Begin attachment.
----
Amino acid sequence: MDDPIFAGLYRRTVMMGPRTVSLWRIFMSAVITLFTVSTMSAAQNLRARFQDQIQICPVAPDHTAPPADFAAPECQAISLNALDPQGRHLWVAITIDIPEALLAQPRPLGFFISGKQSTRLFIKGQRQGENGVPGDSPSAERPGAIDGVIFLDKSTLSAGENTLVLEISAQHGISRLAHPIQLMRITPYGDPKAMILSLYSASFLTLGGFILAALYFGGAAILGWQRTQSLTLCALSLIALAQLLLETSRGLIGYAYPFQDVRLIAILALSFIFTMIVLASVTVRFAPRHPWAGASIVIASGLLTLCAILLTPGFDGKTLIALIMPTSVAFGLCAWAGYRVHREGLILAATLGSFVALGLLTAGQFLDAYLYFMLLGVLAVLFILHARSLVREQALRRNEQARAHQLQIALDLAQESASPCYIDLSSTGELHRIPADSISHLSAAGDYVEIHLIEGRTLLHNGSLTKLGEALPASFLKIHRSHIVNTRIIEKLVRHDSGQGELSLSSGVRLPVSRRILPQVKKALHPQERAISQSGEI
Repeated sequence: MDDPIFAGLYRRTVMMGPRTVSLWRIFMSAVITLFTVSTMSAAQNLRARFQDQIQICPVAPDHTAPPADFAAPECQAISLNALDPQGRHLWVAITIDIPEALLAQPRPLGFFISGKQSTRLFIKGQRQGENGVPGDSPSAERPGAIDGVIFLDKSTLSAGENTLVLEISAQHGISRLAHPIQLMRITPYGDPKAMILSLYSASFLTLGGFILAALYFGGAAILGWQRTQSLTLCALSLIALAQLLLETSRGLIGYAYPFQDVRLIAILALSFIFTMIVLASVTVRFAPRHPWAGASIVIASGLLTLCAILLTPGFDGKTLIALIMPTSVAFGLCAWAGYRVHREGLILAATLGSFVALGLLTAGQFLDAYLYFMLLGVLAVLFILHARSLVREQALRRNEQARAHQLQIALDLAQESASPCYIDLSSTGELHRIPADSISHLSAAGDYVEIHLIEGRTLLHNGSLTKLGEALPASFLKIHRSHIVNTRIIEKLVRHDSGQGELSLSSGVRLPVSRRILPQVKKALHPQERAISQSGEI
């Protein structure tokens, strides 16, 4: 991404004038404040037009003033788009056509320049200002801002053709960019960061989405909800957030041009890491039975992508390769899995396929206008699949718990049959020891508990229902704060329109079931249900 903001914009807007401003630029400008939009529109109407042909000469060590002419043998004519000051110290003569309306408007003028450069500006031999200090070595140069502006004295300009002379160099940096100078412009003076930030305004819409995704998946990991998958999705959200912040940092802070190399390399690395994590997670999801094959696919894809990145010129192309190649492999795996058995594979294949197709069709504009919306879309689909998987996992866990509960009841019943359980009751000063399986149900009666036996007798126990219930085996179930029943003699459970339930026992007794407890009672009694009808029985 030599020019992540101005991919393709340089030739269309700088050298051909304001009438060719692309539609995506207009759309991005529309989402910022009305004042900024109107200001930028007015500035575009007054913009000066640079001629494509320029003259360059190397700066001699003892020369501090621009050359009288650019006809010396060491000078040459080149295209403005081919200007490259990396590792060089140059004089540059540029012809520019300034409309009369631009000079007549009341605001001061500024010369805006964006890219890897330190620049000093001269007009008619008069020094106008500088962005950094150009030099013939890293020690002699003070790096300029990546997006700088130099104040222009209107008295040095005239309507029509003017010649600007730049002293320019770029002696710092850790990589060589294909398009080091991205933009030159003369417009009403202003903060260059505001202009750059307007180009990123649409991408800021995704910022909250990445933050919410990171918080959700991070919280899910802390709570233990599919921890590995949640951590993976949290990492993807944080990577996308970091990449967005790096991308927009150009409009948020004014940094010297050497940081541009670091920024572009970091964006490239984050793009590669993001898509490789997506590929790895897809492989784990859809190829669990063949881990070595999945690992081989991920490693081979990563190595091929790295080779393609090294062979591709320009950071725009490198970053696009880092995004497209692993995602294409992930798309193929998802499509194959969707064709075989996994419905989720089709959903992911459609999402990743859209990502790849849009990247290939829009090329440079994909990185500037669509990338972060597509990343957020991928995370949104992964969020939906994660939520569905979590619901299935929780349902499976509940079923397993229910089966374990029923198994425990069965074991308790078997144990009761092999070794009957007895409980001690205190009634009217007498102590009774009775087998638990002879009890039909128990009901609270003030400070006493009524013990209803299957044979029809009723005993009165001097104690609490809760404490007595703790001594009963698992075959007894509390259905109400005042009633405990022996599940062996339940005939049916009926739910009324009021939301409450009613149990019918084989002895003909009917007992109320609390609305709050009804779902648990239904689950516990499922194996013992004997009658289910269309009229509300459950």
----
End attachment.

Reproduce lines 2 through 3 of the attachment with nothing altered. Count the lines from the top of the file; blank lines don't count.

Repeated sequence: MDDPIFAGLYRRTVMMGPRTVSLWRIFMSAVITLFTVSTMSAAQNLRARFQDQIQICPVAPDHTAPPADFAAPECQAISLNALDPQGRHLWVAITIDIPEALLAQPRPLGFFISGKQSTRLFIKGQRQGENGVPGDSPSAERPGAIDGVIFLDKSTLSAGENTLVLEISAQHGISRLAHPIQLMRITPYGDPKAMILSLYSASFLTLGGFILAALYFGGAAILGWQRTQSLTLCALSLIALAQLLLETSRGLIGYAYPFQDVRLIAILALSFIFTMIVLASVTVRFAPRHPWAGASIVIASGLLTLCAILLTPGFDGKTLIALIMPTSVAFGLCAWAGYRVHREGLILAATLGSFVALGLLTAGQFLDAYLYFMLLGVLAVLFILHARSLVREQALRRNEQARAHQLQIALDLAQESASPCYIDLSSTGELHRIPADSISHLSAAGDYVEIHLIEGRTLLHNGSLTKLGEALPASFLKIHRSHIVNTRIIEKLVRHDSGQGELSLSSGVRLPVSRRILPQVKKALHPQERAISQSGEI
């Protein structure tokens, strides 16, 4: 991404004038404040037009003033788009056509320049200002801002053709960019960061989405909800957030041009890491039975992508390769899995396929206008699949718990049959020891508990229902704060329109079931249900 903001914009807007401003630029400008939009529109109407042909000469060590002419043998004519000051110290003569309306408007003028450069500006031999200090070595140069502006004295300009002379160099940096100078412009003076930030305004819409995704998946990991998958999705959200912040940092802070190399390399690395994590997670999801094959696919894809990145010129192309190649492999795996058995594979294949197709069709504009919306879309689909998987996992866990509960009841019943359980009751000063399986149900009666036996007798126990219930085996179930029943003699459970339930026992007794407890009672009694009808029985 030599020019992540101005991919393709340089030739269309700088050298051909304001009438060719692309539609995506207009759309991005529309989402910022009305004042900024109107200001930028007015500035575009007054913009000066640079001629494509320029003259360059190397700066001699003892020369501090621009050359009288650019006809010396060491000078040459080149295209403005081919200007490259990396590792060089140059004089540059540029012809520019300034409309009369631009000079007549009341605001001061500024010369805006964006890219890897330190620049000093001269007009008619008069020094106008500088962005950094150009030099013939890293020690002699003070790096300029990546997006700088130099104040222009209107008295040095005239309507029509003017010649600007730049002293320019770029002696710092850790990589060589294909398009080091991205933009030159003369417009009403202003903060260059505001202009750059307007180009990123649409991408800021995704910022909250990445933050919410990171918080959700991070919280899910802390709570233990599919921890590995949640951590993976949290990492993807944080990577996308970091990449967005790096991308927009150009409009948020004014940094010297050497940081541009670091920024572009970091964006490239984050793009590669993001898509490789997506590929790895897809492989784990859809190829669990063949881990070595999945690992081989991920490693081979990563190595091929790295080779393609090294062979591709320009950071725009490198970053696009880092995004497209692993995602294409992930798309193929998802499509194959969707064709075989996994419905989720089709959903992911459609999402990743859209990502790849849009990247290939829009090329440079994909990185500037669509990338972060597509990343957020991928995370949104992964969020939906994660939520569905979590619901299935929780349902499976509940079923397993229910089966374990029923198994425990069965074991308790078997144990009761092999070794009957007895409980001690205190009634009217007498102590009774009775087998638990002879009890039909128990009901609270003030400070006493009524013990209803299957044979029809009723005993009165001097104690609490809760404490007595703790001594009963698992075959007894509390259905109400005042009633405990022996599940062996339940005939049916009926739910009324009021939301409450009613149990019918084989002895003909009917007992109320609390609305709050009804779902648990239904689950516990499922194996013992004997009658289910269309009229509300459950």